Part of the belief in democracy is that it is by nature a moderating force (one can even see this with Hezbollah in Lebanon). We cannot support democratic change contingent on what democracy will bring; even if it may not serve our interests in the short run, it’s still the best alternative human beings have come up with. In this case, one can certainly understand Netanyahu’s concern; Mubarak is “the devil he knows.” But it’s often the case that autocratic rulers are easier to deal with since they typically answer to no one. Yet, while they appear more stable in the short run, more dictatorships have been overthrown by democratic movements than the other way around. And when that uprising comes, supporting a dictator against the populace is not the best role for an elected leader.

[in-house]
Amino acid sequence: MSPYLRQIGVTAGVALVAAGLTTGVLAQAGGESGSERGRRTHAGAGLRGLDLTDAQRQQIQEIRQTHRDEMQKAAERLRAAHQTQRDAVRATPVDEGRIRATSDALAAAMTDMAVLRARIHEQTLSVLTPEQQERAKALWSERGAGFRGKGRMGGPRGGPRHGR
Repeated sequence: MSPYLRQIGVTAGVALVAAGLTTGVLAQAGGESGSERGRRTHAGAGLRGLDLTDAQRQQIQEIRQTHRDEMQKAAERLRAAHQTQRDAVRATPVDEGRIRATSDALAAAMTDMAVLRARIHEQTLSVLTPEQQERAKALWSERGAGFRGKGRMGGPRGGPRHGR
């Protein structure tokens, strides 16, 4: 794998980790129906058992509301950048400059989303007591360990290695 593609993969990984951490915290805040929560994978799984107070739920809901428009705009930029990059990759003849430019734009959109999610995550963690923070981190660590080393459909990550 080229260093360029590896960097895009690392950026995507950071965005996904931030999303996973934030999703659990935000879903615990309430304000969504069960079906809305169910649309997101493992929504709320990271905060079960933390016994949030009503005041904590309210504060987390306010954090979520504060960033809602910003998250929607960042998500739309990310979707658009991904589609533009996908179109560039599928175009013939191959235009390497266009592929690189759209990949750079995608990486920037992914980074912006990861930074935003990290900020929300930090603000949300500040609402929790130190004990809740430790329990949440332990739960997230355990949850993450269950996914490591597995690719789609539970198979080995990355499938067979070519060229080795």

Jerusalem’s problem is also Jerusalem’s opportunity. It can have a role to play in this transition that may impact what most hope will be a democratic Egypt, and the Arab street is watching closely. Israel’s problem, even according to some of its supporters, is that it has never had a long-term plan in regard to the Palestinians, leading to actions that are largely reactive and myopic. Perhaps these events can convince Israel that it has to act and not simply react, for it will soon no longer be the “the only democracy in the Middle East.”
The full piece is here.